Wedding dress styles through time

Fashion trends change so much during the course of the year, with what’s hot (and what’s not) altering from season to season.

While fashions have a tendency to come back around, styles have no doubt evolved through history to ensure no two trends are exactly the same. The wedding dress is one such garment that has changed with the times.

Here we take a closer look at the evolution of the wedding dress by exploring the styles that were particularly popular throughout history.


While wearing a white wedding dress is viewed as a timeless trend, very few women wore white wedding gowns prior to the 1800s. It wasn’t until Queen Victoria’s marriage to Prince Albert that the tradition began.

Before her bold choice, another unexpected colour was the height of bridal fashion as Time explains:

“Red was in fact a very popular color for brides in Victoria’s day, but the young queen broke with the status quo and insisted on a lacy white gown. Members of the court thought it much too restrained in color, and were mystified that she eschewed ermine and even a crown, opting instead for a simple orange blossom wreath.”

Queen Victoria however wasn’t the first royal to wear white. Mary Queen of Scots was the most notable royal to wear white and is widely acknowledged for bringing the white wedding concept we are so familiar with today to the forefront.


During the 1900s, the off the shoulder style made famous by Queen Victoria fell out of favour. Instead a more modest style became popular with brides choosing high necks, long sleeves, gloves, or a veiled hat to accessorise with.

Wedding dresses may have remained white but the shape changed drastically. Volume was reserved for the sleeves, which were tapered neatly at the forearm, and a S-shaped corset was worn by brides to create the coveted hourglass look.


Ten years later, the sleeves became shorter and the waistlines rose higher. This era witnessed the birth of a style still popular today – the empire line.

Dresses were also adorned with more detail than ever before. Frills remained popular, but floral and lace details were all the rage too.


Shorter wedding gowns were popular during the 1920s, with the classic and utterly fashionable flapper style sported by most brides. The looser fit of this drop waisted, V-necked style was a real hit as brides took dancing at their wedding receptions very seriously indeed.

The accessories changed too with the mob cap veil of yesteryear swapped for a cloche style with flapper headband. Cloche veils were particularly long and often flowed into the train.

Find out how you can have your very own hundred-year-old wedding and embrace the 20s style here.


Still recovering from the First World War and preparing for the second took its toll money-wise, which affected bridal style dramatically. Most brides wore the nicest dress they had to tie the knot as a result.

These dress styles were either full or calf length and while drop waists were still popular, these were generally higher than those sported in the 1920s. Hats were worn instead of veils and elaborate embellishment gave way to simpler styles.


During the 1940s, brides didn’t have to choose between a hat and a veil. Veils were attached to their favourite hat to ensure the ultimate bridal wear accessory.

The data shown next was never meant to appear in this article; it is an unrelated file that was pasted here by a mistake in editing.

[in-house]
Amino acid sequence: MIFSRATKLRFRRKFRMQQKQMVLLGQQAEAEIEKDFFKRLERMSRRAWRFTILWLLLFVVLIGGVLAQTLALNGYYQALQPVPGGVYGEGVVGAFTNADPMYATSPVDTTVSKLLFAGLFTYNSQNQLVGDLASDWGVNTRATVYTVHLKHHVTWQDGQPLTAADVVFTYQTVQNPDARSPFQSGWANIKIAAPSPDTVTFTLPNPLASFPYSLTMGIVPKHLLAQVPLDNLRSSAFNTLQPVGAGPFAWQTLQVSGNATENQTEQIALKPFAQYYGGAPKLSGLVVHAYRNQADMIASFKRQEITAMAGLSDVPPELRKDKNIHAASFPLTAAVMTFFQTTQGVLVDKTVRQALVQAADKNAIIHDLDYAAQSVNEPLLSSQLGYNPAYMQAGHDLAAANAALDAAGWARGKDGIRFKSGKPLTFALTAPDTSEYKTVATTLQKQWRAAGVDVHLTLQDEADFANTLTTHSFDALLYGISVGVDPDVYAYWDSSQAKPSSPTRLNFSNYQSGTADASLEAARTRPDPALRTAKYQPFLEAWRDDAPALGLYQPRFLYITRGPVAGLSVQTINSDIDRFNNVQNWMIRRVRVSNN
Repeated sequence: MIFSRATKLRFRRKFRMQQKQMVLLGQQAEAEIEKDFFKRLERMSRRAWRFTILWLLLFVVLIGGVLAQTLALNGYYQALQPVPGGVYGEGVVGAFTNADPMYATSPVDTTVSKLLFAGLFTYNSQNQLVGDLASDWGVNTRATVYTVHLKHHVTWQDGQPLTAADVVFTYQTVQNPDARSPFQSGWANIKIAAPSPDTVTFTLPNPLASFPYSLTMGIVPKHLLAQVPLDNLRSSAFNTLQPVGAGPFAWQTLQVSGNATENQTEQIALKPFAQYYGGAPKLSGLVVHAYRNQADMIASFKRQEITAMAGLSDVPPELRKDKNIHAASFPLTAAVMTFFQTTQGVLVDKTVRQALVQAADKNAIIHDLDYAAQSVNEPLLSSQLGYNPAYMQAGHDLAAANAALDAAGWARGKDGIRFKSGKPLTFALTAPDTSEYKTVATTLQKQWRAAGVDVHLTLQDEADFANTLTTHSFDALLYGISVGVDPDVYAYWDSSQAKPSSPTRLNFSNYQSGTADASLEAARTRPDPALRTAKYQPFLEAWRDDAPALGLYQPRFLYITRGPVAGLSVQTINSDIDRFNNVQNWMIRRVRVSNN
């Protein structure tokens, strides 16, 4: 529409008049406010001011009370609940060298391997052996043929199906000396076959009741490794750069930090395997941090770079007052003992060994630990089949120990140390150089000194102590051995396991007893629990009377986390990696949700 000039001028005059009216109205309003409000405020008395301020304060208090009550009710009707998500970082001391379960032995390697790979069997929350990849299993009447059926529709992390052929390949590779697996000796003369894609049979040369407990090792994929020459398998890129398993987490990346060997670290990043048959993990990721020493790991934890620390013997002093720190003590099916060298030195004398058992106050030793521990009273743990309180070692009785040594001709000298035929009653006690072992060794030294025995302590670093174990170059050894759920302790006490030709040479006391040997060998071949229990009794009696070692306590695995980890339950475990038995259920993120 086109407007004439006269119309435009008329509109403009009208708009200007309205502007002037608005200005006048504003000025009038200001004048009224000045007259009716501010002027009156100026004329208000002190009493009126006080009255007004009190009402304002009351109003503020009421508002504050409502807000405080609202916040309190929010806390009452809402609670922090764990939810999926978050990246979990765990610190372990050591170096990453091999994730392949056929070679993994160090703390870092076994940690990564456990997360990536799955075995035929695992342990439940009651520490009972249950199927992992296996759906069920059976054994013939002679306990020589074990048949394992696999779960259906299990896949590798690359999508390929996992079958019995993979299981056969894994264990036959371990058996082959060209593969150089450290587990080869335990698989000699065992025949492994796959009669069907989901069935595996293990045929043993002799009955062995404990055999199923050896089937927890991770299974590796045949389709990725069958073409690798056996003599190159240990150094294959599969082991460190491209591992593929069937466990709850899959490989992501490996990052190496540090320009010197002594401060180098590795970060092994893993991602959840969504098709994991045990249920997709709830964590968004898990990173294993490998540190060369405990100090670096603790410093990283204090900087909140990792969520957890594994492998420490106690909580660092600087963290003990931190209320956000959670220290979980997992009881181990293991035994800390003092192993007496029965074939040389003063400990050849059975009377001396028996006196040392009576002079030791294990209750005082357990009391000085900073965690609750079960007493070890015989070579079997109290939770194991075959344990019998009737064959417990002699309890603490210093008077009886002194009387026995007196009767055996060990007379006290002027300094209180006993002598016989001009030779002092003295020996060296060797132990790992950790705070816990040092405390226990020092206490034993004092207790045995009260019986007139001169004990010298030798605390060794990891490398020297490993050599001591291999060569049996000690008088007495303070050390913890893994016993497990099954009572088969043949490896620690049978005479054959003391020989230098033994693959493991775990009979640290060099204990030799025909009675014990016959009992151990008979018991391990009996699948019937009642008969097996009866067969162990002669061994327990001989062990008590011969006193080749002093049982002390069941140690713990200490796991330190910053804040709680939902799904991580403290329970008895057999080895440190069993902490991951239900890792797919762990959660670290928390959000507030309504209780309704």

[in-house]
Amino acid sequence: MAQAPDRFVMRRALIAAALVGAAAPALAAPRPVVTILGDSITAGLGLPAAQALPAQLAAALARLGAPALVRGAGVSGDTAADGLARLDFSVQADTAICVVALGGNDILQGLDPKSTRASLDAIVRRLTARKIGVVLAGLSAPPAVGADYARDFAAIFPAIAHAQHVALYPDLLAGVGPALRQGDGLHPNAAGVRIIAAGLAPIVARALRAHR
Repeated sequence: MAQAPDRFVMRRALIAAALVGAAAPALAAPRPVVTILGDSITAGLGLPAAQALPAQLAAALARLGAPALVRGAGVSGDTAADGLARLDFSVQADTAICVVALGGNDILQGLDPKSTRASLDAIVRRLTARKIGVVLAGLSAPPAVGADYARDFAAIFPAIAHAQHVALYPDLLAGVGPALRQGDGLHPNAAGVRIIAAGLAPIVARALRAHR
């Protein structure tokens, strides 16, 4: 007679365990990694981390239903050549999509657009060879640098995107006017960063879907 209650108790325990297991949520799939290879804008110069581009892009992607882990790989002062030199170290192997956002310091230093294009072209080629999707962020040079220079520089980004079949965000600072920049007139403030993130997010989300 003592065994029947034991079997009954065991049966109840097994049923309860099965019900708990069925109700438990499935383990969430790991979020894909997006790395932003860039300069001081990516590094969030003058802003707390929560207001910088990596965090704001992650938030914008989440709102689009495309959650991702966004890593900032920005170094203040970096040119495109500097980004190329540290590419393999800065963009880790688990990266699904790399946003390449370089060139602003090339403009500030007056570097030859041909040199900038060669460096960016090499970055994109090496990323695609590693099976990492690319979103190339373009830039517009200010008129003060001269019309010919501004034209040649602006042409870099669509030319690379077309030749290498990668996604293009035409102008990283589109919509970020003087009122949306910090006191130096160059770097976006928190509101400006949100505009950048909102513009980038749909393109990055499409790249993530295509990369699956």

Waists reverted back to a corseted fit with those who weren’t blessed with curves adding some courtesy of padded hips and rounded shoulders.


The ball gown with a sweetheart neckline became fashionable during the 1950s, with Hollywood star Elizabeth Taylor credited with popularising the style. These ball gowns were not floor length but ballerina length.

Veils also became shorter with birdcage styles a great addition to these flattering, strapless gowns. Moreover, coordinating bolero jackets were worn widely by brides too.


The details were all that mattered during the sixties. Brides experimented with floral details and even metallic embellishments to ensure a show-stopping look. The veils remained short while waistlines moved back to the higher empire line.


The bohemian wedding look was made in the 1970s. Most brides wore empire lines with an unusual square neckline and batwing sleeves.

They also experimented with fabrics, and as a result, double knit gowns were seen for the first time.


Volume was everything in the eighties. In fact, everything was oversized from huge shoulders and full skirts to Cathedral trains and full length veils.

In contrast, the neckline of these voluminous dresses was much higher and tighter, with mandarin collars very fashionable.


Volume was traded for a more minimalist look. Lace and beading were used sparsely to embellish 90s wedding dresses.

Flower crowns, simple veils, and gloves were the accessories of the day. The wedding dress itself was more fitted and androgynous.


Gloves and veils were less popular during this era. Instead it was the wedding dress that was the star of the show.

Gowns were strapless and adorned with lace and beading. Brides also added sparkle with a glittering tiara or fascinator.


The fishtail dress has been the signature look of the past 10 years. The look remains popular to this day but with more and more designs to choose from the style possibilities are endless. Whatever your size or shape, finding a wedding dress that’s perfect for you is easier than ever.

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